“Don’t take it personal.” It’s a phrase I’ve heard more than a dozen times in the last few months. I hear it when I call my agency for advice. I hear it when I cry about the recent attitude my foster kiddo got with me. It’s a phrase I grew to hate. How could I NOT take it personal?
To me, fostering and raising kids is one of the most personal things I will ever do. I pour my heart into these kids daily. I wake up and immediately hit the ground running. I go to bed after everyone else. I make the meals, clean the home, haul kids where they need to go. I sacrifice my own wants and needs for others. How could I NOT take it personal?
Foster parents, this job is personal. Loving these kids is personal. But there is a difference between taking the attitudes to heart and the job to heart. This is something that has taken me several months to realize. The actions of these kids have nothing to do with us. They’re just being kids. But it doesn’t mean it won’t hurt along the way.
I finally see that the outbursts and yelling has nothing to do with me. Like any family or close friend, foster kids will let out their frustrations towards you. Why? Because we are the closest people to them. It also means that they are comfortable enough to be vulnerable. They may not scream their actual struggles but they are telling you in their own way that they are hurting. Consider it an honor that these kids feel like they can say what they feel.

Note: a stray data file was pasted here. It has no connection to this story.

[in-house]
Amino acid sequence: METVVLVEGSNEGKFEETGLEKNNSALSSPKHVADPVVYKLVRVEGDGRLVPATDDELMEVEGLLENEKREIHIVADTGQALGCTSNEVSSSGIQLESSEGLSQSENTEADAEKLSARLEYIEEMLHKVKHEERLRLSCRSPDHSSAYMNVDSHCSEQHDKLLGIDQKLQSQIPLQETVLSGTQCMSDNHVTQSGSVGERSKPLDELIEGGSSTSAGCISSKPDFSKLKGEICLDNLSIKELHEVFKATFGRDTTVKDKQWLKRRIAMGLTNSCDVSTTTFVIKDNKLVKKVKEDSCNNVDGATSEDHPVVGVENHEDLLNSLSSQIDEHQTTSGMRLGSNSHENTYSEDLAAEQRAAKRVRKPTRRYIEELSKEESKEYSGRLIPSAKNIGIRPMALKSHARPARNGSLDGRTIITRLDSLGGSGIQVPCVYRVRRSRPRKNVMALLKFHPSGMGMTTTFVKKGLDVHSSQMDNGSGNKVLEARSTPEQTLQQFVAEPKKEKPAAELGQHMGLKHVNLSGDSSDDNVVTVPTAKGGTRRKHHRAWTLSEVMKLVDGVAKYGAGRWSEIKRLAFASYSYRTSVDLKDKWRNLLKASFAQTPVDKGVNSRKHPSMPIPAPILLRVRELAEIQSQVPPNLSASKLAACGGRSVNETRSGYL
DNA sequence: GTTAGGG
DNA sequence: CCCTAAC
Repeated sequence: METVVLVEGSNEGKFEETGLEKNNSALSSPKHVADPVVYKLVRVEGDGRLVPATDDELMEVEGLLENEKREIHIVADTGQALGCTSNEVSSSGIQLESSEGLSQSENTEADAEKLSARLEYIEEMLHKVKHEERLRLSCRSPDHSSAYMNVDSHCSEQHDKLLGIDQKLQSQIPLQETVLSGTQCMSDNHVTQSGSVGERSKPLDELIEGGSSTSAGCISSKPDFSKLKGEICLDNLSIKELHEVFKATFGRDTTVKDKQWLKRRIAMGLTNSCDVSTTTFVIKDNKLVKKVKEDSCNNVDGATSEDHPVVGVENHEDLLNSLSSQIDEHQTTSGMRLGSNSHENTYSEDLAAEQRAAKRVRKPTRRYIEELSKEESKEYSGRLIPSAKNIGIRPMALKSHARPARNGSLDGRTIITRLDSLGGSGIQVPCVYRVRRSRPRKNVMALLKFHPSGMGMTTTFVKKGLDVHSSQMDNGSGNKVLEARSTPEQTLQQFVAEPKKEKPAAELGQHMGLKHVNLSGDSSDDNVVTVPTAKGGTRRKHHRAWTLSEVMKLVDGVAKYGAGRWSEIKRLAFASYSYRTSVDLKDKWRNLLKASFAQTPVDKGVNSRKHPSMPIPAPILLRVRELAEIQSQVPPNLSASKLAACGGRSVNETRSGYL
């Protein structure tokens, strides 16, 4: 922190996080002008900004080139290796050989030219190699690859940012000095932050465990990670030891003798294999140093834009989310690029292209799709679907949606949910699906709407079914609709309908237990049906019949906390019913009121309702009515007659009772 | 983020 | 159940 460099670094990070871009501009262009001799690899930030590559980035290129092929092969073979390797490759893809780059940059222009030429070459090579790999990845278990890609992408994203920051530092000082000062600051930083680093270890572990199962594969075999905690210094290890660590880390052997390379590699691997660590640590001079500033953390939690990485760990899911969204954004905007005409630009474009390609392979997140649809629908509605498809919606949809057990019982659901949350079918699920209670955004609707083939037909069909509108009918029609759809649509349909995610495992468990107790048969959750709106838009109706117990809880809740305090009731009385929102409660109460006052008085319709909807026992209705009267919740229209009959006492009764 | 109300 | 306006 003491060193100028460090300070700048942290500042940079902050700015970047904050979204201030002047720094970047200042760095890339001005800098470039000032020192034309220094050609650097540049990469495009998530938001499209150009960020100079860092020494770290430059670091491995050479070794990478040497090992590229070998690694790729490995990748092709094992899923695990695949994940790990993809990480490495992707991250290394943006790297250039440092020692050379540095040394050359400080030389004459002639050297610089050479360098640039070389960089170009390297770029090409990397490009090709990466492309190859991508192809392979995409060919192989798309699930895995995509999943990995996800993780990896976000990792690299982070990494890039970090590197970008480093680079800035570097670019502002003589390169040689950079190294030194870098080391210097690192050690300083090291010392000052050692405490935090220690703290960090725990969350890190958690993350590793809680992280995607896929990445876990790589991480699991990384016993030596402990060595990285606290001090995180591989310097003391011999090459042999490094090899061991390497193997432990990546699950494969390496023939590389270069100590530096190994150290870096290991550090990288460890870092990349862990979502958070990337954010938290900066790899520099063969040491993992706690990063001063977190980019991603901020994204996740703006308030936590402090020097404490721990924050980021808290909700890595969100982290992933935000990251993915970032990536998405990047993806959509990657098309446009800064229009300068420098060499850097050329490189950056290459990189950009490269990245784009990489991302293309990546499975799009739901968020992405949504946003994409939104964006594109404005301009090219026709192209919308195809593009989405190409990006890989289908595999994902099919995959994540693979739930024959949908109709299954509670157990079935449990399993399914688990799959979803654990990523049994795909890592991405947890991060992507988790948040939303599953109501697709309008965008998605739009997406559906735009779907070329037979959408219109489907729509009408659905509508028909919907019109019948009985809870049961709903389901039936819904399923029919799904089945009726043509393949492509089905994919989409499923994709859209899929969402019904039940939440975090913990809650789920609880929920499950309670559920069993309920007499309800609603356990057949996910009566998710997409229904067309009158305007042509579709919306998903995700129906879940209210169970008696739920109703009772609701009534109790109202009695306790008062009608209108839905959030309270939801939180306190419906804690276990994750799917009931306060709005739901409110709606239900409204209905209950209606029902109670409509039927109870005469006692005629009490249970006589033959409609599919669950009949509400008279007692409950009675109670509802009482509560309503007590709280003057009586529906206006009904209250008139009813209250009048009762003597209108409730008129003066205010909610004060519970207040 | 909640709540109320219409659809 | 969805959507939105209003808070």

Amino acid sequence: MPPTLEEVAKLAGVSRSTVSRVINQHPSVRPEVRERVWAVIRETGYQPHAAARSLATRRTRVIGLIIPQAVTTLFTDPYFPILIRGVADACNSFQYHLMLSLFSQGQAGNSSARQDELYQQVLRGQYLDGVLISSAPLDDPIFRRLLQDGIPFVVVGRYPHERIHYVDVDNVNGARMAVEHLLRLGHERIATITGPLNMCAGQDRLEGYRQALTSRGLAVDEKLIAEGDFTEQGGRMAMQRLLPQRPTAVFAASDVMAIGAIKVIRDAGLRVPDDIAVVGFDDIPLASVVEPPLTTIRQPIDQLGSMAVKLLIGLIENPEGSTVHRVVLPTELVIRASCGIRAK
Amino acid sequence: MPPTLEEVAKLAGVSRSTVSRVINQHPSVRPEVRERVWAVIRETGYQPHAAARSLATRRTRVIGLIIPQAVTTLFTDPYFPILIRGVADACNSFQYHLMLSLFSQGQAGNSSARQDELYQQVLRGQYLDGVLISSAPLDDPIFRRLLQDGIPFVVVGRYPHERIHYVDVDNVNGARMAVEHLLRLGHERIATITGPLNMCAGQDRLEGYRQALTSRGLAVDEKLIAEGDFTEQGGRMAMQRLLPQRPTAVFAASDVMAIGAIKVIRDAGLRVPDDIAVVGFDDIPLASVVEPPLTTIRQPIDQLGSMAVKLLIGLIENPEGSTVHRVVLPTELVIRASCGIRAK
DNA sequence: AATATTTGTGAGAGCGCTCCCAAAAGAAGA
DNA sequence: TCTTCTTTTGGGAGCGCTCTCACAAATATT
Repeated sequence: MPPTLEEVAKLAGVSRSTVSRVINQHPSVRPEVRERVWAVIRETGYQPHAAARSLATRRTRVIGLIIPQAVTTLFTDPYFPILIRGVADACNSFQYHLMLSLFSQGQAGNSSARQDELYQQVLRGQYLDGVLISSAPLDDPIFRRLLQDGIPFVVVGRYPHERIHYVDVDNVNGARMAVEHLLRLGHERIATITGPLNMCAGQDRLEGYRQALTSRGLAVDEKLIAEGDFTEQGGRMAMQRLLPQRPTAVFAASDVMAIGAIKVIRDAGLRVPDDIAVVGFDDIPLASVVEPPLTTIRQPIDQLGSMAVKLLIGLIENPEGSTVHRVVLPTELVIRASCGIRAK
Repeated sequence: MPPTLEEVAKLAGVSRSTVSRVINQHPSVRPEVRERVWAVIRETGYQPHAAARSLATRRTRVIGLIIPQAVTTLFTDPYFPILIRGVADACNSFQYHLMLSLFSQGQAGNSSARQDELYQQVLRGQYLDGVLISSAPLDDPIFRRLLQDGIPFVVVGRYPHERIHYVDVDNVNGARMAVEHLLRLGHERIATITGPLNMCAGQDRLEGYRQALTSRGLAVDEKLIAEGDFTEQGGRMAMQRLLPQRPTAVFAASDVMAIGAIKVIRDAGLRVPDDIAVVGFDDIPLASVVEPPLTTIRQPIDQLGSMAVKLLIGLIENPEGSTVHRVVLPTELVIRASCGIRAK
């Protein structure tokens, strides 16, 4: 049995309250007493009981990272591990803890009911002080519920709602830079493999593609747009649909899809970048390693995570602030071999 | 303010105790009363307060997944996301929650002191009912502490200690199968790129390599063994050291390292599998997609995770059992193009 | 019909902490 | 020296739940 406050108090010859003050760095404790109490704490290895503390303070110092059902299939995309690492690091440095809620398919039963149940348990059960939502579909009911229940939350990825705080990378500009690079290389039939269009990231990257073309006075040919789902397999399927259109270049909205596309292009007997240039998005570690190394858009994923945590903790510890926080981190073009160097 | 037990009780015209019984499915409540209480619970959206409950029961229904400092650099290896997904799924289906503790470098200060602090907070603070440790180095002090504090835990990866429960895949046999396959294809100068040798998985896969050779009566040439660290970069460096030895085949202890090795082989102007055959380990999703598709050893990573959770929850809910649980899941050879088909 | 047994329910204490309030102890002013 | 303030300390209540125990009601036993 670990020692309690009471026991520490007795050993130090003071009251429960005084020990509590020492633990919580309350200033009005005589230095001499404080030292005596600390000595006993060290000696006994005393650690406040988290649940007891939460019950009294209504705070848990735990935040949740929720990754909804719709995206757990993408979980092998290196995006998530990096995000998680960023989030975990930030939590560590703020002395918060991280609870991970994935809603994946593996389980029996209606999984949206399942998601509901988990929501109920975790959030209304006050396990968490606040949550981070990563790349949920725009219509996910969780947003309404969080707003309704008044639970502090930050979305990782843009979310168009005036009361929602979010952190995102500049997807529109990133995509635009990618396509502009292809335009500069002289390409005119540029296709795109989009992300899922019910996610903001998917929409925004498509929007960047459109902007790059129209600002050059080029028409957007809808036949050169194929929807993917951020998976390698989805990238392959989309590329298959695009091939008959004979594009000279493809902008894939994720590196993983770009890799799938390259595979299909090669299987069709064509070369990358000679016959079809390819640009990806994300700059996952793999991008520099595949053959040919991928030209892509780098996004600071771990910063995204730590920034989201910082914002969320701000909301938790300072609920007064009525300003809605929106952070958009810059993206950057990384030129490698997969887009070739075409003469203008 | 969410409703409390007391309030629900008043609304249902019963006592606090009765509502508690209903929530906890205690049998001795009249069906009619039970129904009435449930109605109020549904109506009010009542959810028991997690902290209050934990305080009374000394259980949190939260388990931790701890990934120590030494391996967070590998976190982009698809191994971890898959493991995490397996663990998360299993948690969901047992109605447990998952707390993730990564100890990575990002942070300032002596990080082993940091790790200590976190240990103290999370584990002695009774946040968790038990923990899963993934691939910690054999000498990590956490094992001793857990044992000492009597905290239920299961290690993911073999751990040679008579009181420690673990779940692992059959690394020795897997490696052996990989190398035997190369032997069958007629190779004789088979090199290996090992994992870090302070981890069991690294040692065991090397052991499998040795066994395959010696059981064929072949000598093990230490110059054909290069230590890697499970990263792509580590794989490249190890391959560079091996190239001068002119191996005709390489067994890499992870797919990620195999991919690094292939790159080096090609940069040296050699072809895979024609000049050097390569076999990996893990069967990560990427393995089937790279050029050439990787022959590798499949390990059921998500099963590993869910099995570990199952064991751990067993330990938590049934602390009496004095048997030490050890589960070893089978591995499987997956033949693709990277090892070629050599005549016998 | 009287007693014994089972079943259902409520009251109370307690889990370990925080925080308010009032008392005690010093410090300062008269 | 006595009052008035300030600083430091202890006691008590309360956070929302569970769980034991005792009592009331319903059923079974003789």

Now I’m not saying yelling and cussing is tolerated. You do need to let them know they need to be respectful. But remember it has nothing to do with you. I wish I had understood that sooner.
In those tough moments I want you to remember that you are probably one of the few people fighting for them. Even if they feel like you’re against them. Remember, on top of all of that trauma — they’re just kids. It’s normal to get eye rolls and whining. I know I did it when I was young.
Most importantly, be kind to yourselves. If your foster kid calls you names or says you suck as a parent — know that it doesn’t mean you’re doing a bad job. The fact that you opened your home to love someone else’s child is reason enough to know that’s not true.
Don’t take the behavior issues personally. Instead, take the job personally. Keeping loving them. Show them you’re not giving up.